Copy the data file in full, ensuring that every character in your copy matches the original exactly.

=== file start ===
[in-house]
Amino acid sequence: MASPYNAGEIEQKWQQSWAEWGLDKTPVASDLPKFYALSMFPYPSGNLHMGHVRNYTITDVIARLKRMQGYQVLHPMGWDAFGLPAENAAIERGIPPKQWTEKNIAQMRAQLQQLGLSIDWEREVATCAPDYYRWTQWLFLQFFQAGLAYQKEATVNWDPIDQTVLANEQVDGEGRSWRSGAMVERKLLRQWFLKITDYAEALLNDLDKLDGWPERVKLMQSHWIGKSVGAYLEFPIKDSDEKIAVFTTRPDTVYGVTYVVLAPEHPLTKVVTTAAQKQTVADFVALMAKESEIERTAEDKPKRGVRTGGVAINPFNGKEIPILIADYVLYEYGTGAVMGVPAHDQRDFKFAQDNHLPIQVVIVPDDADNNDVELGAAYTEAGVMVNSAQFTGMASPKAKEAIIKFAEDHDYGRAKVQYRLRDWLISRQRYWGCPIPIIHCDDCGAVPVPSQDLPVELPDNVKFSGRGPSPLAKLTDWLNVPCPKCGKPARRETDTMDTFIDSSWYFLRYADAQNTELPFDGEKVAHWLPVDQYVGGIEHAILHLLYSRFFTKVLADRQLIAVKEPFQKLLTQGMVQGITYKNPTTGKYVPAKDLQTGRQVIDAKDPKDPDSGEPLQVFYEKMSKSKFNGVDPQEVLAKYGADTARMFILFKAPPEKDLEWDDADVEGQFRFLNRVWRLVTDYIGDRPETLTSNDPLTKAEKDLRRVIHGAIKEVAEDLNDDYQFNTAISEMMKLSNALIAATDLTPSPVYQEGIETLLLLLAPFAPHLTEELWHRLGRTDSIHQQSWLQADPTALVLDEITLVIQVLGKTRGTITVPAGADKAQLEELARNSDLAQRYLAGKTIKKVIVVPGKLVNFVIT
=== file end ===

[in-house]
Amino acid sequence: MASPYNAGEIEQKWQQSWAEWGLDKTPVASDLPKFYALSMFPYPSGNLHMGHVRNYTITDVIARLKRMQGYQVLHPMGWDAFGLPAENAAIERGIPPKQWTEKNIAQMRAQLQQLGLSIDWEREVATCAPDYYRWTQWLFLQFFQAGLAYQKEATVNWDPIDQTVLANEQVDGEGRSWRSGAMVERKLLRQWFLKITDYAEALLNDLDKLDGWPERVKLMQSHWIGKSVGAYLEFPIKDSDEKIAVFTTRPDTVYGVTYVVLAPEHPLTKVVTTAAQKQTVADFVALMAKESEIERTAEDKPKRGVRTGGVAINPFNGKEIPILIADYVLYEYGTGAVMGVPAHDQRDFKFAQDNHLPIQVVIVPDDADNNDVELGAAYTEAGVMVNSAQFTGMASPKAKEAIIKFAEDHDYGRAKVQYRLRDWLISRQRYWGCPIPIIHCDDCGAVPVPSQDLPVELPDNVKFSGRGPSPLAKLTDWLNVPCPKCGKPARRETDTMDTFIDSSWYFLRYADAQNTELPFDGEKVAHWLPVDQYVGGIEHAILHLLYSRFFTKVLADRQLIAVKEPFQKLLTQGMVQGITYKNPTTGKYVPAKDLQTGRQVIDAKDPKDPDSGEPLQVFYEKMSKSKFNGVDPQEVLAKYGADTARMFILFKAPPEKDLEWDDADVEGQFRFLNRVWRLVTDYIGDRPETLTSNDPLTKAEKDLRRVIHGAIKEVAEDLNDDYQFNTAISEMMKLSNALIAATDLTPSPVYQEGIETLLLLLAPFAPHLTEELWHRLGRTDSIHQQSWLQADPTALVLDEITLVIQVLGKTRGTITVPAGADKAQLEELARNSDLAQRYLAGKTIKKVIVVPGKLVNFVIT